Controlling your Mill smart heater using Google Assistant and Azure Functions

I recently bought a Wifi-enabled convection heater from Mill to warm up my basement since the old one broke. After learning that they had an open API you could use to integrate with I decided to play around with it. This ultimately led to a Google Assistant command that lets me set the temperature of the oven using my Google Home instead of the corresponding app from Mill. So, here’s how you can do the same thing using the Millheat API, Azure Functions and IFTTT.

For this to work you’ll need to download the Millheat app on your phone, register your device there and connect it to a room and a home.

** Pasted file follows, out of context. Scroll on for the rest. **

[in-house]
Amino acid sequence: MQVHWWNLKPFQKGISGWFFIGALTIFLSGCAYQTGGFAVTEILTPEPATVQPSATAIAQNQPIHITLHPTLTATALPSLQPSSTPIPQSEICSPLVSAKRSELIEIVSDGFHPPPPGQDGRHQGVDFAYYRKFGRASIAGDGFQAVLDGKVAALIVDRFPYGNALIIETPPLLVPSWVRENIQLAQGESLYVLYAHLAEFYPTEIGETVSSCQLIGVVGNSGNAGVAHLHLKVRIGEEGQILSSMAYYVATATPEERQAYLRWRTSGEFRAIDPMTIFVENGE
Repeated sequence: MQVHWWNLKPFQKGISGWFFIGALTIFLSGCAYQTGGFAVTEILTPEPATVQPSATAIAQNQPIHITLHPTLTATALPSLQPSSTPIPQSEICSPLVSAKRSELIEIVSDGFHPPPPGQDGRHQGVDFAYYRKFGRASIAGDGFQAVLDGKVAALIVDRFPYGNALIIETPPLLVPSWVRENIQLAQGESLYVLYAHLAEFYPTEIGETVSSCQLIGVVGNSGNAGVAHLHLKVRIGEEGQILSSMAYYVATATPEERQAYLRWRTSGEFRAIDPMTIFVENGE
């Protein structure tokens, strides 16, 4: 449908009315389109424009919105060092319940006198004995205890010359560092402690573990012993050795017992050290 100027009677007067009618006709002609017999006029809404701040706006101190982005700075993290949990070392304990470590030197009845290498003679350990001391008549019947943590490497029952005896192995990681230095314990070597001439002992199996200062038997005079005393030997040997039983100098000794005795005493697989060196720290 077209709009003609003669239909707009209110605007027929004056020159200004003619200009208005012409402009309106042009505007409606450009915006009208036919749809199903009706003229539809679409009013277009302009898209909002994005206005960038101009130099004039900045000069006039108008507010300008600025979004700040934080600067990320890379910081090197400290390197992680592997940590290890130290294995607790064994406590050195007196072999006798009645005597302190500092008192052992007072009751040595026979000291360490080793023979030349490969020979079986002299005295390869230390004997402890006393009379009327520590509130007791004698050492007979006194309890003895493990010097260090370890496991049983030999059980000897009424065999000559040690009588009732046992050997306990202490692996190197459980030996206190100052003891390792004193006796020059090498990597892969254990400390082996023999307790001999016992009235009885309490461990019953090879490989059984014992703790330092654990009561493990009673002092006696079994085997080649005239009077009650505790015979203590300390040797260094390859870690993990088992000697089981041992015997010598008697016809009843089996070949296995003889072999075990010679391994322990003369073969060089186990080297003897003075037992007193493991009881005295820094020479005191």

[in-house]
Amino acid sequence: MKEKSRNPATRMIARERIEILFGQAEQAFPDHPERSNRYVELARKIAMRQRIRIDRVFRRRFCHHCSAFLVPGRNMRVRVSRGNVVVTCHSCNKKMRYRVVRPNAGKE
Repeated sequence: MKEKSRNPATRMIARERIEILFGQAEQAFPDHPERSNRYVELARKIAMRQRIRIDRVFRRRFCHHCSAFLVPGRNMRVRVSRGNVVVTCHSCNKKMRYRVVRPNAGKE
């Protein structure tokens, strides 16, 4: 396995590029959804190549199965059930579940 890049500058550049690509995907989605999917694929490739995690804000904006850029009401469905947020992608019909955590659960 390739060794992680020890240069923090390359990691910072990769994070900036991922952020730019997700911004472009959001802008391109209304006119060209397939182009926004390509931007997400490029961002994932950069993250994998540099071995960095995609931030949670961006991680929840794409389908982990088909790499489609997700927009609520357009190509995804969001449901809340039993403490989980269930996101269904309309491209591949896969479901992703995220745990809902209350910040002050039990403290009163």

Millheat API

First you’ll need access to the Millheat API. You can apply for it here. When you’re granted access, you’ll get an access key and a secret token. You’ll use this to authorize your requests to the API. The documentation for the API can be found here and the Swagger definition can be found here.

Start off by creating a .NET Standard class library, which will hold our logic. We’ll create a class called MillheatClient.cs and in the constructor we’ll setup a HttpClient and set the base URL for it.

To be able to perform requests you’ll first of all need to get an authorization code. This can be done by using the POST request ApplyAuthCode and passing in your access key and secret token as headers in the HTTP request. Note that I am just passing in an empty StringContent as data since the data posted isn’t used.